Hamdi at the Aggie Theater in Fort Collins

If you haven’t heard of Hamdi until 2023, I can’t give you grief. That was me, too, unfortunately.

Going into this Hamdi headline event at my old stomping grounds of the Aggie Theatre in Fort Collins initially had me in a toss-up of emotions. It’s been close to a decade since I graduated from CSU, and many of the old venues and bars I used to enjoy are long gone.

Amid many new restaurants I no longer recognize, the Aggie remains strong (as well as Tony’s bar next door; I’m baffled to see this establishment still up). I thought about many of the memories I had in school here seeing artists new and old in the heat of my dive into the electronic music culture. Honestly, I wonder if this is still possible for kids here these days.

I’m rambling now; we’re here to see Oxford-based producer and DJ Hamdi, right? I try not to mull over days when I was younger and dubstep was more wubby and soupy rather than sounding like Optimus Prime punching you repeatedly in the face.

It is why I love the Hamdi sound, though. It consists of tight, wiggly bass lines in front of beats laid back in a pocket to show profound respect for the sound of UK bassline. His deep, tangible bass design can seamlessly shift between dubstep, garage, drum and bass (DnB), and gabbercore (in case I lost you here, these are electronic music genres. I know man, some of these names get wild).

We started this Wednesday night with a handful of locals that vary in style, from experimental bass to DnB and even riddim. What caught my eye were the imposing stacks of speakers on stage facing the crowd. Or were they? This custom rig provided by Denver-based production company Koja Sound featured inverted cone construction on all the speaker crates, complete from the tweeters down to subwoofers.

In normal-speak, this means the speakers looked like they were facing the back of the venue. I was told that they were assuredly pointed the correct way, and now I was curious to hear what this rig could do for Hamdi.

The openers did a decent job in opening up with some familiar UK grooves. Alymae brought spicy, experimental beats that set up Dogan’s delectable DnB style. Reactions from the crowd were mixed at this beginning stage, especially to the faster DnB. I looked around at this point and noticed that there were many Xs on hands throughout the dance floor, which is my indication this crowd is young, and drum and bass is somehow associated with being old. I detest this; I believe DnB captures the essence of the Powerpuff Girls fight scene music. I suppose that could just mean I’m crazy.

Crowd during Hamdi @ The Aggie Theater
The crowd during Hamdi at the Aggie Theatre in Fort Collins.

What stood out me was the energy shift when Juulz (not to be confused with headliner DJ “Juelz”) smashed onto the stage with his big, stomping riddim sound. I personally am not a fan of the one-two beat and metallic sound of this genre, but I can’t deny how immediately the kids in the crowd lined up and began the signature headbang dance that has made it all too notorious.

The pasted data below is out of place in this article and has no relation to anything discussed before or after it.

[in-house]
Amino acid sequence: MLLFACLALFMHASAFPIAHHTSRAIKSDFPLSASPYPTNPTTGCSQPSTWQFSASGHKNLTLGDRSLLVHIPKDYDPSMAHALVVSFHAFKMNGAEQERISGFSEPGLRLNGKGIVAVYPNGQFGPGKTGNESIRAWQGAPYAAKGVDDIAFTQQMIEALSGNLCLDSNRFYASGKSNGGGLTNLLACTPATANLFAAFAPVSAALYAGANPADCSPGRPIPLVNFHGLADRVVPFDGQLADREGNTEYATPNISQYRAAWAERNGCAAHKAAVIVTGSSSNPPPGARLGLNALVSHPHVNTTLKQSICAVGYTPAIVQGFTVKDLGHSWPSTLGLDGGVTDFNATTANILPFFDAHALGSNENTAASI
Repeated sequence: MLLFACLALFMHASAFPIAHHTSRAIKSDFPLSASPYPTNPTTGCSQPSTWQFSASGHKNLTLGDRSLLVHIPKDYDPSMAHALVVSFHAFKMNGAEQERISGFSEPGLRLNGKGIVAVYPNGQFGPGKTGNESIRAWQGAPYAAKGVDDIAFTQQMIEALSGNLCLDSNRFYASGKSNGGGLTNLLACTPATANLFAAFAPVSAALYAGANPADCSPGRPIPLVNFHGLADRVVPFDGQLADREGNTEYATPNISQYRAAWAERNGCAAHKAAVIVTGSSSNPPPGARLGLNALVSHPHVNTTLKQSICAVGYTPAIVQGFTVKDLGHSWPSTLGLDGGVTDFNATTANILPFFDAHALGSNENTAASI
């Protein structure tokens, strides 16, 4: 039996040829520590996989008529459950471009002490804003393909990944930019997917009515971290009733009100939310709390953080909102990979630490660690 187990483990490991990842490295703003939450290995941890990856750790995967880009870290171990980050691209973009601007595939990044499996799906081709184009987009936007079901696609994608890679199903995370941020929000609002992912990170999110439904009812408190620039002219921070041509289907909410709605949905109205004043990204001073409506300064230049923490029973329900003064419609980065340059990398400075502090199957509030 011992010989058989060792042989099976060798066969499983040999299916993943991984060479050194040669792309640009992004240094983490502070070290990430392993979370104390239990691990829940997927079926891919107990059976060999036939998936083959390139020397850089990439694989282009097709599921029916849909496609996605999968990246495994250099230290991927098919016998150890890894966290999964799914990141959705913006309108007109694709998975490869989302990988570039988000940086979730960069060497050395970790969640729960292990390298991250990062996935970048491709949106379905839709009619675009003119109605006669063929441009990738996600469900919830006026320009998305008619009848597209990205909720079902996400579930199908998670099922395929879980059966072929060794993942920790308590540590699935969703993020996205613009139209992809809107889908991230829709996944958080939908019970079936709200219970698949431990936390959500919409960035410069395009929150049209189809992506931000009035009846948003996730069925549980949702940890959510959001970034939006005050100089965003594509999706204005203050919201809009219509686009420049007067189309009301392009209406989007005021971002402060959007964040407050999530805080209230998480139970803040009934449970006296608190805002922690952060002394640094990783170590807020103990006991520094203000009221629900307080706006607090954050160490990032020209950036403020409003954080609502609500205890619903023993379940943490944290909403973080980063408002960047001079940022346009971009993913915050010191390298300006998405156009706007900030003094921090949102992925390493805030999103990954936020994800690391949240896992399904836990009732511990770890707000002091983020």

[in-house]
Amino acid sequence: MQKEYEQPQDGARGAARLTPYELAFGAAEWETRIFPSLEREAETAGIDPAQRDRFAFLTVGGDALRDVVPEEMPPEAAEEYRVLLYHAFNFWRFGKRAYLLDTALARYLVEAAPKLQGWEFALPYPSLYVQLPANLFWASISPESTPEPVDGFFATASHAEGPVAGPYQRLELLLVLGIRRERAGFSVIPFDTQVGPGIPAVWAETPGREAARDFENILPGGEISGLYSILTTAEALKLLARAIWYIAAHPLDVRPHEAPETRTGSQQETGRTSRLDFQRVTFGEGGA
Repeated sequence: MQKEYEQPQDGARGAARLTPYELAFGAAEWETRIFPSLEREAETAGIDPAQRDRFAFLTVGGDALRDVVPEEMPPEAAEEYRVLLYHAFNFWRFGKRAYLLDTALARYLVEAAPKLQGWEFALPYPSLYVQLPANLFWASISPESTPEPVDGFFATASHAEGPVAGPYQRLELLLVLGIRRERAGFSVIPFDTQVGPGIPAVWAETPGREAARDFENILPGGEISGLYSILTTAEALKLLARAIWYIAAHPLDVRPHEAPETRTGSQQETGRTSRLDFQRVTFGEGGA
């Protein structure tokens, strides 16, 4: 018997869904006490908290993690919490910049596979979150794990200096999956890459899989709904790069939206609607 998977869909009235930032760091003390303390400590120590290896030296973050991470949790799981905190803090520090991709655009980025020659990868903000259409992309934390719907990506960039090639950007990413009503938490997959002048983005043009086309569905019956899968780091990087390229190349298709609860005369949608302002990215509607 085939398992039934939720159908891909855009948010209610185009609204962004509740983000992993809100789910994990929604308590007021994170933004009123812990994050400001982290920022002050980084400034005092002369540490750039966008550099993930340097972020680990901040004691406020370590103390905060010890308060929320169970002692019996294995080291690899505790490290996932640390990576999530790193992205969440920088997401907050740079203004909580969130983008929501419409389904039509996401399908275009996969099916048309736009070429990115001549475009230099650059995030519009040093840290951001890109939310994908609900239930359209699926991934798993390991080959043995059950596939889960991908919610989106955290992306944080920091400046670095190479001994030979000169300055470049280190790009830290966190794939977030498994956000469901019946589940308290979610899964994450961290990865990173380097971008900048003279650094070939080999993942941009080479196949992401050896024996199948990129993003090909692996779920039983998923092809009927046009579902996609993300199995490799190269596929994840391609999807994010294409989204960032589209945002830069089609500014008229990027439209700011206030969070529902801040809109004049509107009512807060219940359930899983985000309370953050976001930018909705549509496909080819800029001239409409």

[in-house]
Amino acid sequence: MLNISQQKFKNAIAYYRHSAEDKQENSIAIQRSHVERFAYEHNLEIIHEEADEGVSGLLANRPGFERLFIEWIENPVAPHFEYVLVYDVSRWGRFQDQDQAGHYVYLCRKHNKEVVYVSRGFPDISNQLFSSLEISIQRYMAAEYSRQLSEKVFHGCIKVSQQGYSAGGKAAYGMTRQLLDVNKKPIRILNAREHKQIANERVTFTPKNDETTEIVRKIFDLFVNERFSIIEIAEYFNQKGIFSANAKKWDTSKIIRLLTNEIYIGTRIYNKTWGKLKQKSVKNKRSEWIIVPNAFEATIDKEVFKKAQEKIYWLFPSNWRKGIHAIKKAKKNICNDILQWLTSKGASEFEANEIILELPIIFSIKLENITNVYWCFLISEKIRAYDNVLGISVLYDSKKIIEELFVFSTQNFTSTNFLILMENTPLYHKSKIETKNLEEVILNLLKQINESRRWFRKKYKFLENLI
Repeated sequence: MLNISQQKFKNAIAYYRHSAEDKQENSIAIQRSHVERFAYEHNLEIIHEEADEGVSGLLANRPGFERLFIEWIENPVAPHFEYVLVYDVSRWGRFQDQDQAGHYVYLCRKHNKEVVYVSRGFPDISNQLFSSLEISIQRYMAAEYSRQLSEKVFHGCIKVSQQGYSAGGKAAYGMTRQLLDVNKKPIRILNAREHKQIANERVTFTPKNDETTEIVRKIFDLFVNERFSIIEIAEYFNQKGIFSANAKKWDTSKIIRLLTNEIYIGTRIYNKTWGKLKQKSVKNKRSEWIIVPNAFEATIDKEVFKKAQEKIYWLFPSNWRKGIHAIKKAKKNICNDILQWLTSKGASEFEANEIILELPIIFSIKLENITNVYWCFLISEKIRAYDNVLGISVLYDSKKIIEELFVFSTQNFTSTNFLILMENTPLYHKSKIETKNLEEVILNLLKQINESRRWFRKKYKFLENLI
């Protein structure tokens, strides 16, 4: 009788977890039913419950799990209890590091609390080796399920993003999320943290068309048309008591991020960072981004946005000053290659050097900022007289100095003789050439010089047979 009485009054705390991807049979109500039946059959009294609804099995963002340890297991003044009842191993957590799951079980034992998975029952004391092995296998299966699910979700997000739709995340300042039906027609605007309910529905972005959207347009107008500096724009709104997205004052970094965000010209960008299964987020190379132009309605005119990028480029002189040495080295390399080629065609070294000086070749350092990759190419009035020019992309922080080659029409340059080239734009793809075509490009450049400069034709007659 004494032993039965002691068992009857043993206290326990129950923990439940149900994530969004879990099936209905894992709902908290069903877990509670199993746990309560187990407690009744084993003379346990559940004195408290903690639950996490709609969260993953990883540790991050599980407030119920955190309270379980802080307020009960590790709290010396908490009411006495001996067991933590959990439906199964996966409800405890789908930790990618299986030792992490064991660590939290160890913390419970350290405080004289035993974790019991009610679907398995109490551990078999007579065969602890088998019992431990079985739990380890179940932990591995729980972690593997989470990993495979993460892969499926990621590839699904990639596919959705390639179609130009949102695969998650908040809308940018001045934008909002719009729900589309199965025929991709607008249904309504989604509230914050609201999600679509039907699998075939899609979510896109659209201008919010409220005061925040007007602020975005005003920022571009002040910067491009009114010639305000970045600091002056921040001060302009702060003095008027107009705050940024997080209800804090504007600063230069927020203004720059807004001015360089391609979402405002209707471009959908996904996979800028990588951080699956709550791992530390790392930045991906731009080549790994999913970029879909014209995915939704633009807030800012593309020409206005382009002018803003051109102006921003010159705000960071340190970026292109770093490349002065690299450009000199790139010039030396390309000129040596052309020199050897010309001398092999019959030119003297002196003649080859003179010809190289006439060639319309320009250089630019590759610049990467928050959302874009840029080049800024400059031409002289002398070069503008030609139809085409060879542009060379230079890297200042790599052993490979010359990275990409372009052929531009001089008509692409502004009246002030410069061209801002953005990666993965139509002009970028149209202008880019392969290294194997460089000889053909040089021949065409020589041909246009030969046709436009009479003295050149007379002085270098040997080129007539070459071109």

For the next hour, the fans in the crowd appeared to be performing a collective lobotomy between themselves, with Juulz himself jumping off the stage to join in a hectic moshpit. You know, I honestly can’t knock it too much as a former scene kid who was living his degenerate dreams in a hot, sweaty mosh pit while Attack! Attack! played at the Warped Tour in 2009. We even did the two-step to the happy hardcore parts with the band. Yes, it was a whole thing. Who are you? My dad??

Okay, now the good part. My boy Hamdi graced the stage and I let out a bark of laughter off the bat. This English — no, Oxford-based man was wearing a CSU Rams shirt. I can’t believe it at first, to me it would be like putting Martha Stewart in a Thrasher shirt and giving her a wallet chain. It’s just not what you were expecting, but now that you see it, you can’t help but give a small chuckle. I loved seeing my alma mater on this foreign powerhouse, and then hearing the bass hit on the first tune.

Hamdi at the Aggie Theater in Fort Collins
Hamdi at the Aggie Theatre in Fort Collins.

Whoa. The boys from Koja Sound low-key have a military-grade bomb fueling this rig’s sound power. The initial bass hit so impossibly hard with crispy, tantalizing high frequencies carrying the top end that I have to stand in aghast for a small moment. The house sound inside the Aggie has been vastly renovated since the last time I was here, so I was already floored with how different the building felt inside. This was crazy, though. This room has a capacity of 800 and this rig could easily service a small festival. 

Hamdi is the ideal DJ for this perfect storm of crazy elements; his extensive catalog was on full display. Future classics like his Zeds Dead collaboration “Criminal” and the iconic “Counting” had the entire venue with their hands in the air. Hamdi chose these moments to slide in some masterful remixes of these tracks, neither of which have been officially released.

The set was a refreshingly fluid display of how Hamdi’s bass design can anchor various beat styles to consistently shift dynamics. There was a moment where I realized he was shifting through a cycle of “Counting” style dubstep, into a UK garage track, into a gabbercore tune, and back again. DJs everywhere could take note of Hamdi’s expert command of energy in this sense.

Again, I’m not one to talk! I’ve had my head in the sand because I just learned of Hamdi this year. It’s me that needs to be paying closer attention. I suppose my excuse is I’ve been going to Ham-di (Ba-Dum-TISS! …Hey, I’m a writer, not a jokester).

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